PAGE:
Frivolous Extremely unlikely, to the point special penalties are likely to apply for frivolousness

 

In the case of Trump’s transaction, Willkie identified 8 key areas of tax uncertainty. It offered a more likely than not opinion on one issue, and a substantial authority level of confidence for the remainder of the issues. This meant that Trump was highly unlikely to face tax penalties for his position even if he lost on the substantive issue against the IRS.

In 2004, Congress removed from the Internal Revenue Code the partnership equity for debt exception to COD income.[7] Under current law, if a creditor exchanges a partnership debt for an interest in the partnership, the partnership is treated as if the debt were satisfied for cash equal to the fair market value of the interest received by the creditor. As a result, the partnership will recognize income from the COD to the extent that the interest received by the creditor is less than the face value of the debt. Key of the Regulations is the definition of “fair market value” for purposes of applying section 108(e)(8) to the cancellation of partnership indebtedness in exchange for an interest (profits or capital) in the venture. The fair market value of a partnership interest is its liquidation value, meaning “the amount of cash that the creditor would receive with respect to the debt-for-equity interest if, immediately after the transfer, the partnership sold all of its assets (including goodwill, going concern value, and any other intangibles associated with the partnership’s operations) for cash equal to the fair market value of those assets and then liquidated.” In other words, liquidation value is the amount credited to the creditor’s capital account.[8]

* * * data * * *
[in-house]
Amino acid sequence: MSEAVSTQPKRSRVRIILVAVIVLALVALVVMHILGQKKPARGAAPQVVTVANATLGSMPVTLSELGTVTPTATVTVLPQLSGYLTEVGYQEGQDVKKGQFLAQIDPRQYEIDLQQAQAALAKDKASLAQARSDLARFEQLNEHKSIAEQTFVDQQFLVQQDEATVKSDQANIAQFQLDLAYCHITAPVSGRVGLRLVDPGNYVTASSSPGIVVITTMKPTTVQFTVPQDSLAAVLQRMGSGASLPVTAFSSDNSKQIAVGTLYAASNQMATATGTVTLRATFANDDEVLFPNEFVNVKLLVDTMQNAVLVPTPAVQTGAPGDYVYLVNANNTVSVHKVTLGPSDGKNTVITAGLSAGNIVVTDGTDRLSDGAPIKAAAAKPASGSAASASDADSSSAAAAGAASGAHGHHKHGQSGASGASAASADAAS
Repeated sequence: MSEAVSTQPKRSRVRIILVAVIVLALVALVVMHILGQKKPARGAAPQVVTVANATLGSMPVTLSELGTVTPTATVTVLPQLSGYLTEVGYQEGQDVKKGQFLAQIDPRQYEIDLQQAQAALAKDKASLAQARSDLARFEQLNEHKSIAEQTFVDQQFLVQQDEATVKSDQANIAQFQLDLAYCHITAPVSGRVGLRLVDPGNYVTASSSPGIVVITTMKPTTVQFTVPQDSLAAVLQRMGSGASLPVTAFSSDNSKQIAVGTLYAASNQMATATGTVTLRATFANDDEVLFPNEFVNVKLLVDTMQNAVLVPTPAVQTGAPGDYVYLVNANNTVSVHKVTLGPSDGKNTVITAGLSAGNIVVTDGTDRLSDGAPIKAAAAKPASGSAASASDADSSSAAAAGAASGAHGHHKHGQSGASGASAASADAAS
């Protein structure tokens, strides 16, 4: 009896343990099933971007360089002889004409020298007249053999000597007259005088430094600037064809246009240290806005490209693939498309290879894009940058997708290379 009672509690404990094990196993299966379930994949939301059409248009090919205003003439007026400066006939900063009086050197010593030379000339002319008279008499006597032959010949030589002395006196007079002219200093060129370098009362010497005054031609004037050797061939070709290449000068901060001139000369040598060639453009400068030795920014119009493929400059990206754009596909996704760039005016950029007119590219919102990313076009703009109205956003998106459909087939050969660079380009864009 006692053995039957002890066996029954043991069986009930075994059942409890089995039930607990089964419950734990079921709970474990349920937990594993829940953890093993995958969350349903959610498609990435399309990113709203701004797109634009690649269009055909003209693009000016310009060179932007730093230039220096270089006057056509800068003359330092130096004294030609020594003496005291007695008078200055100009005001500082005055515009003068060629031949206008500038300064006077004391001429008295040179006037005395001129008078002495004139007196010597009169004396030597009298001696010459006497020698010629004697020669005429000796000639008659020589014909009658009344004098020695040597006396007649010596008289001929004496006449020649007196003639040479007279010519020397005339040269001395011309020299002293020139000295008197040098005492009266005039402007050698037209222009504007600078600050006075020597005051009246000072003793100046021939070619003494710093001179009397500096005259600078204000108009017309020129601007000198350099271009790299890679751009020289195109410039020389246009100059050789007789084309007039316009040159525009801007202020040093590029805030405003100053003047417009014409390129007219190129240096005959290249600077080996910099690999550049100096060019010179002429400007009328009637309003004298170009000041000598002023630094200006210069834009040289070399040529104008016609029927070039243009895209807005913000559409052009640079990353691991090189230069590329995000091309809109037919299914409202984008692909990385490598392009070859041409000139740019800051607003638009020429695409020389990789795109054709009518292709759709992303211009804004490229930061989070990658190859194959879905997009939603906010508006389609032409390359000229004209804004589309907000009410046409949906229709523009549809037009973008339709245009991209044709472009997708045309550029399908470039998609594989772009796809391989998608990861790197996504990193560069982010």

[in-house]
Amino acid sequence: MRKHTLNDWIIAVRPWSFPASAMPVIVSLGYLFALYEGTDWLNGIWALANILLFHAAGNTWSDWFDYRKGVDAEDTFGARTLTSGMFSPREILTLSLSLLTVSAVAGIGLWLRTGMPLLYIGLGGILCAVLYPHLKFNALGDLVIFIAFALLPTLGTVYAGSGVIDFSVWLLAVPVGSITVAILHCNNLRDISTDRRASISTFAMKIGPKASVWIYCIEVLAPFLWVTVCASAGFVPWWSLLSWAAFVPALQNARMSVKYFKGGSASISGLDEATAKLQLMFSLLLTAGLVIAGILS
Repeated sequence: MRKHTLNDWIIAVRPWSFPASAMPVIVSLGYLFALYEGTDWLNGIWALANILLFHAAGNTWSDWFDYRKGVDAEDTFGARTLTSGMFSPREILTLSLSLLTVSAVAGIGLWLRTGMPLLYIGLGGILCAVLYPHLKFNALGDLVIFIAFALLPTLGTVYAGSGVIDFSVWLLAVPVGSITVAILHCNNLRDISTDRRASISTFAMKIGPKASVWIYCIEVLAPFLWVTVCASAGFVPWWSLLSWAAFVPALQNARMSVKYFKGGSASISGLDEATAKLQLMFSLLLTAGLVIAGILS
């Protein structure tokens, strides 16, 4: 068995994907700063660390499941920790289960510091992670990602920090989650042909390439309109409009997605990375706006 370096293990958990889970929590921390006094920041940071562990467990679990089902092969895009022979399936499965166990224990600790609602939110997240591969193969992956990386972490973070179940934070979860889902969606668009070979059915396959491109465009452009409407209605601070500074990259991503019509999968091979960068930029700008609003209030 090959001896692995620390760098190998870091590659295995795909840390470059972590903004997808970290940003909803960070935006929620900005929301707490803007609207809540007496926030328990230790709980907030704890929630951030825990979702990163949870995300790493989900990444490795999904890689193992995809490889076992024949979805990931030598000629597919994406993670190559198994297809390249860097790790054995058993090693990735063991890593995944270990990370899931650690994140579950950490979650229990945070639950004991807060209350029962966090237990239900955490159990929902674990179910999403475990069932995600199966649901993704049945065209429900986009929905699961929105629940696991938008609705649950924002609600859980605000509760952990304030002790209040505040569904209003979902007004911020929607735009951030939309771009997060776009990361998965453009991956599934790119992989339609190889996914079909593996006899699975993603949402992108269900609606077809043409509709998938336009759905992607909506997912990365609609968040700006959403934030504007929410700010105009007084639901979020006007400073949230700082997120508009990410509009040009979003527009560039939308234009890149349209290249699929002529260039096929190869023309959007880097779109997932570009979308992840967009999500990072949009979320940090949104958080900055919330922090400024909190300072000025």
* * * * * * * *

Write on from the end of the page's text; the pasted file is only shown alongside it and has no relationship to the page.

[1] http://www.nytimes.com/2016/10/02/us/politics/donald-trump-taxes.html

[2] http://brontecapital.blogspot.co.uk/2016/10/some-comments-on-new-york-times-story.html

[3] http://www.businessinsider.com/why-did-trump-pay-so-little-tax-2016-10

[4] http://www.nytimes.com/interactive/2016/us/politics/trump-taxes-loophole.html

[5] Insolvent or bankrupt taxpayers have an exception for reducing their cancellation of debt income, but it forces them to reduce their positive tax attributes, such as their net operating losses; Trump did not use this exception.

[6] http://www.nytimes.com/interactive/2016/10/31/us/politics/trump-tax-letters.html?_r=0

[7] The American Jobs Creation Act of 2004 amended §108(e)(8) to treat partnership in the same way as corporations regarding cancellation of indebtedness. American Jobs Creation Act of 2004, P.L. 108-357, §896(a), effective Oct. 22, 2004.

[8] Treas. Reg. §1.108-8(b)

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Roger Royse
rroyse@rroyselaw.com

Roger Royse, the founder of the Royse Law Firm, works with companies ranging from newly formed tech startups to publicly traded multinationals in a variety of industries. Roger regularly advises on complex tax structuring, high stakes business negotiations and large international financial transactions. Practicing business and tax law since 1984, Roger’s background includes work with prominent San Francisco Bay area law firms, as well as Milbank, Tweed, Hadley and McCloy in New York City.